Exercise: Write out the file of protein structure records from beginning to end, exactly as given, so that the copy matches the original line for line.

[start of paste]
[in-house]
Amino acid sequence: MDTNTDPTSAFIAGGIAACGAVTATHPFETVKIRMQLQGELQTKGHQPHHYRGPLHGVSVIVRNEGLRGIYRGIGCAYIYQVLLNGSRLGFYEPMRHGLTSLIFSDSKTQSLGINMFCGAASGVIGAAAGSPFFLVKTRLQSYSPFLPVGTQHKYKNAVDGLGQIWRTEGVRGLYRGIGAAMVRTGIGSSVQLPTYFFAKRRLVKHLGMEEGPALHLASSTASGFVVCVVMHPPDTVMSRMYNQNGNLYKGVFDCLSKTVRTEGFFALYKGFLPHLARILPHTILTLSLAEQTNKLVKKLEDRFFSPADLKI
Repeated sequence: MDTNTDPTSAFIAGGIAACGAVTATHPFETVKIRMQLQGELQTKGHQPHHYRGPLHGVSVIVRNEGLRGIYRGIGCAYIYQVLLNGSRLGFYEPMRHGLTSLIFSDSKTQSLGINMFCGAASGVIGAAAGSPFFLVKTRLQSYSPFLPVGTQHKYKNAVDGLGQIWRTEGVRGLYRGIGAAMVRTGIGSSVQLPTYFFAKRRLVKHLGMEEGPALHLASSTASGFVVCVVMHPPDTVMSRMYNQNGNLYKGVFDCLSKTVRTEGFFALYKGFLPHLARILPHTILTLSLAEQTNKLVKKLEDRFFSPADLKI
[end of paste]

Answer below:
[in-house]
Amino acid sequence: MDTNTDPTSAFIAGGIAACGAVTATHPFETVKIRMQLQGELQTKGHQPHHYRGPLHGVSVIVRNEGLRGIYRGIGCAYIYQVLLNGSRLGFYEPMRHGLTSLIFSDSKTQSLGINMFCGAASGVIGAAAGSPFFLVKTRLQSYSPFLPVGTQHKYKNAVDGLGQIWRTEGVRGLYRGIGAAMVRTGIGSSVQLPTYFFAKRRLVKHLGMEEGPALHLASSTASGFVVCVVMHPPDTVMSRMYNQNGNLYKGVFDCLSKTVRTEGFFALYKGFLPHLARILPHTILTLSLAEQTNKLVKKLEDRFFSPADLKI
Repeated sequence: MDTNTDPTSAFIAGGIAACGAVTATHPFETVKIRMQLQGELQTKGHQPHHYRGPLHGVSVIVRNEGLRGIYRGIGCAYIYQVLLNGSRLGFYEPMRHGLTSLIFSDSKTQSLGINMFCGAASGVIGAAAGSPFFLVKTRLQSYSPFLPVGTQHKYKNAVDGLGQIWRTEGVRGLYRGIGAAMVRTGIGSSVQLPTYFFAKRRLVKHLGMEEGPALHLASSTASGFVVCVVMHPPDTVMSRMYNQNGNLYKGVFDCLSKTVRTEGFFALYKGFLPHLARILPHTILTLSLAEQTNKLVKKLEDRFFSPADLKI